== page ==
04 Oct 2019

Reactive Chemistries

Coatings are a large and important industry, enhancing the protective, aesthetic and mechanical properties of metals and other substances. When it comes to analyzing coatings, much attention is placed on characterizing the raw materials and final coating; however, relatively little is devoted to understanding property changes during coating formation. In this regard, coatings pose a significant analytical challenge because of the large property changes and simultaneous generation of volatiles.

Analytical characterization during the coating process provides valuable information about coatings and how they change over time. Understanding this will help ensure proper application and utility of the coating for the material and product. There are several approaches that can provide these analytical insights, including spectroscopic, dielectric, thermal and mechanical.  Examples of thermal approaches include Thermogravimetric Analysis (TGA), Thermomechanical Analysis (TMA) and Differential Scanning Calorimetry (DSC).  One example of mechanical assessment is Dynamic Mechanical Analysis (DMA).

DSC and DMA provide thermal and rheological insight for several systems.  Below is a description of the kind of information that can be generated for coatings.

  1. Differential Scanning Calorimetry (DSC) is a thermal test that compares heat flow into or out of a sample compared to an empty reference cell. For polymers, DSC can identify Tg, melting, crystallization, cure and more. For curing systems, the DSC curve provides useful information on reactivity and a basis for calculating degree of cure. It also provides important information regarding the development of Tg over time. Depending on the system, these data can often show whether vitrification is occurring.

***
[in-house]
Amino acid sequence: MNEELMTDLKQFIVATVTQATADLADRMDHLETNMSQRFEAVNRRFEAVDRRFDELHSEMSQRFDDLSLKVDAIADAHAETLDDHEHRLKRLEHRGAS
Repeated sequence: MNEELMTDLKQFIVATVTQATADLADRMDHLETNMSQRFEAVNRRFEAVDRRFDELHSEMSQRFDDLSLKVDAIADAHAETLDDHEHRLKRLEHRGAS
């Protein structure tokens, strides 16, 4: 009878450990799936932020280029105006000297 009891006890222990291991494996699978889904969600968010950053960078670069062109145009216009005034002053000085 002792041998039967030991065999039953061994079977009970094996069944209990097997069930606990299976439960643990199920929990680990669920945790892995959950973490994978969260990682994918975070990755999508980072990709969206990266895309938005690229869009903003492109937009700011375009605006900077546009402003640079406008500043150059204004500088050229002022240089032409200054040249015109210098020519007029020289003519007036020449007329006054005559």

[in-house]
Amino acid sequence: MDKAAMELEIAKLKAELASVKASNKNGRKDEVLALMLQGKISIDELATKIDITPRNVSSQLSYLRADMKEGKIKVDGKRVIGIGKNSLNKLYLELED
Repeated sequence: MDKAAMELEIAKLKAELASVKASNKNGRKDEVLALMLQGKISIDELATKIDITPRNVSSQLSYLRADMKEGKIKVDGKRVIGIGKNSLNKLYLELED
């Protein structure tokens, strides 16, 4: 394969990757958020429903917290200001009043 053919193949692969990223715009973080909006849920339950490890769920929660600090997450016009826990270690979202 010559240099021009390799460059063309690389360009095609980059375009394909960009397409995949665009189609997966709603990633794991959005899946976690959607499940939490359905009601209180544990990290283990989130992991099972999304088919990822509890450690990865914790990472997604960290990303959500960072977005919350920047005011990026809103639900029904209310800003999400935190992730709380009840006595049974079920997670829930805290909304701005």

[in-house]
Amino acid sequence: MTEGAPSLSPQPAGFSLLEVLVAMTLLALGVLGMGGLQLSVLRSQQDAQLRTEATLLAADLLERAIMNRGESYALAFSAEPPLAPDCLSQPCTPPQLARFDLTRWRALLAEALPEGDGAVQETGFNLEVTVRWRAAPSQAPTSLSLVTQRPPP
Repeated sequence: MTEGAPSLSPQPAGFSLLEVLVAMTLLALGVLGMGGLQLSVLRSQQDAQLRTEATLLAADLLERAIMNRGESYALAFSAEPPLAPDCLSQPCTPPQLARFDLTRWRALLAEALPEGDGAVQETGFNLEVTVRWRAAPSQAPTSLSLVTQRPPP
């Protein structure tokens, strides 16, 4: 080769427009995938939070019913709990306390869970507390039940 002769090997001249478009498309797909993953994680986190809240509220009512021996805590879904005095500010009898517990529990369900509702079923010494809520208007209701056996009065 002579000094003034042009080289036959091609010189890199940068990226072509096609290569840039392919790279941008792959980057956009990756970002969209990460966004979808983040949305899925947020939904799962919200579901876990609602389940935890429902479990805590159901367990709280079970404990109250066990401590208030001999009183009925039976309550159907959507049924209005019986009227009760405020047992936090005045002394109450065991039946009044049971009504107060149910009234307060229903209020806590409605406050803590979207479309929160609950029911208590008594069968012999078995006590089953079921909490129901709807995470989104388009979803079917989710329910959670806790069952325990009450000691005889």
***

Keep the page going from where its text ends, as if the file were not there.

2. Dynamic Mechanical Analysis (DMA) measures mechanical properties of a material.  It can be used to assess a variety of coatings. The technique applies a small-strain, sinusoidal deformation and measures the force response to assess rheological properties of films. Typically these data can be collected as a function of temperature or frequency. As a complement to DSC, DMA also provides information on Tg, secondary transitions, and degree of cure.

Understanding the development of coating properties is important for improved formulations.  While aqueous- or solvent-based systems present analytical challenges, DSC and DMA can be used to provide thermal and rheological insights for coatings.  For more discussion on assessing coating formulations, including case studies and their outcomes, download our webinar recording.


Menas Vratsanos,
Chief Scientist


Menas Vratsanos is Chief Scientist and Research Fellow at Intertek Allentown. He is responsible for the development, execution, and management of non-standard analytical test plans for clients, especially as they relate to polymers. He is a member of the American Chemical Society, the Society for Plastics Engineers, the Society for Plastics Institute and the Society for the Advancement of Material and Process Engineering. He holds a Bachelor's degree in Chemical Engineering from Columbia University and a Master's degree and Ph.D in Polymer Science and Engineering from the University of Massachusetts.

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